Emotions

The Emotional Stress Factor

This is part of a series of articles about The Stress Factor, from Instant Healing by Serge Kahili King.

Emotional stress is usually thought to be generated externally, in other words, created by what someone else is doing to you. This perception is so widespread that many people are paid compensation for the emotional stress that others have caused them.

In fact, emotional stress happens only when you become afraid or angry or excited, and all of these are internally generated responses. It’s easier, and sometimes financially profitable, to blame others for making you feel bad, but you really do it to yourself. One person may be bothered excessively by a situation that would be taken in stride by another. Your attitude toward what others do has more effect on you than what they do.

The emotions most likely to cause stress are fear, anger, and excitement. Of course, there are variations and levels of these emotions. Emotions related to fear are anxiety, panic, terror, and embarrassment. Some related to anger are jealousy, envy, sadness, depression and grief. Excitement includes enthusiasm and positive anticipation.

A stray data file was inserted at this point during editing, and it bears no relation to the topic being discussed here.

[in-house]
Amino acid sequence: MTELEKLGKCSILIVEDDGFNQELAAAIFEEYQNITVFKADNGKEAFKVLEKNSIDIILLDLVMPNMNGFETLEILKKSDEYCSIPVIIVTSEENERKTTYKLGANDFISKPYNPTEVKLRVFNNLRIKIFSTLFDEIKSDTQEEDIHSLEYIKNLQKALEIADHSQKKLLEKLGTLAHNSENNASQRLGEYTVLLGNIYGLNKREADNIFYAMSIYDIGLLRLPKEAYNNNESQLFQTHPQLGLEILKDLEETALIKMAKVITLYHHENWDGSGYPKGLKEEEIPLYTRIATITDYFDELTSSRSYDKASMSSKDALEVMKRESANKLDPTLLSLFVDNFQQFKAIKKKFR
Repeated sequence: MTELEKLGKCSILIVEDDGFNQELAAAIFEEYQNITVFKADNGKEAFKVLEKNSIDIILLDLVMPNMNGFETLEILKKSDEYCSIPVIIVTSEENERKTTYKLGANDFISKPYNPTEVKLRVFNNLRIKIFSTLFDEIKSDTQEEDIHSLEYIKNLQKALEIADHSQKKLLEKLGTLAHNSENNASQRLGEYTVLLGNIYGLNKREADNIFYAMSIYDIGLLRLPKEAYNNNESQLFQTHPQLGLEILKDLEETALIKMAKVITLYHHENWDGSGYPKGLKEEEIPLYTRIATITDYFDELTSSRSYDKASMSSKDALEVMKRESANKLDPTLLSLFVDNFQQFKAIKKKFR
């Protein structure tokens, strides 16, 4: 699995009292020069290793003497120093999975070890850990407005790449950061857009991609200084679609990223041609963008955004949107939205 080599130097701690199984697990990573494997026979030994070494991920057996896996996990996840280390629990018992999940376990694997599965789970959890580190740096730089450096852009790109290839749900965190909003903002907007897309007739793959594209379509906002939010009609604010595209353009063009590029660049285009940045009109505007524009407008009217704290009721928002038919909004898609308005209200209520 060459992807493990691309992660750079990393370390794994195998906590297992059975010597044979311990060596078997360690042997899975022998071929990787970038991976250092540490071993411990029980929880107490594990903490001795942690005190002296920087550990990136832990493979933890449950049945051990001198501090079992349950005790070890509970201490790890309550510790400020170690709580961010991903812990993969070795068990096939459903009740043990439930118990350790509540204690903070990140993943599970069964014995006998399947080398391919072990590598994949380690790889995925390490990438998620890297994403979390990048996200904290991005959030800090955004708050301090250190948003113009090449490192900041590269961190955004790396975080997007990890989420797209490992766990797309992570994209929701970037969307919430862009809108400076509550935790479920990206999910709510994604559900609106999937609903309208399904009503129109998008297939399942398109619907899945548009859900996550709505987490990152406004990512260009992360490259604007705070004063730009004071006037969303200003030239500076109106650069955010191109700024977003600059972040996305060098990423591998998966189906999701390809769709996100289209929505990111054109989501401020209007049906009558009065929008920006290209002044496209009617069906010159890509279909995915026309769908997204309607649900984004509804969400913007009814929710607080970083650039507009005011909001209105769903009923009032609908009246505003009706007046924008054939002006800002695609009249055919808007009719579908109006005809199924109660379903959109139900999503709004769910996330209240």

In a state of fear, your body is trying to get away from what is fearful. It would actually run if it could. If you decide not to run, the impulse to do so is still there, and the conflict between the impulse to run and the decision not to causes physical tension. In extreme fear, the tension can become so great that fainting occurs or body functions are impaired.

In an angry state, your body is trying to push something away, forcefully change it, or hurt it, and any of these impulses causes tension, too, especially when they are suppressed.

Fear and anger are used to resist people and situations and that gets translated by your body into physical tension. Sustained excitement can lead to tension caused by the body’s need to rest. Acute or chronic fear, anger, or excitement can be very stressful in terms of the physical tension they produce.

Of course, direct muscle tension is not the only physical response to emotional stress. Chemical changes occur as well which can produce stress effects on other systems of the body that lead indirectly to increased physical tension. In fact, emotional and physical responses are so interrelated that chemical changes in the body, either natural or caused by food, drugs, or herbs, can induce emotional stress and physical tension. Endorphins, caffeine, alcohol, heroin, and cocaine or some of the better known substances that can do this.

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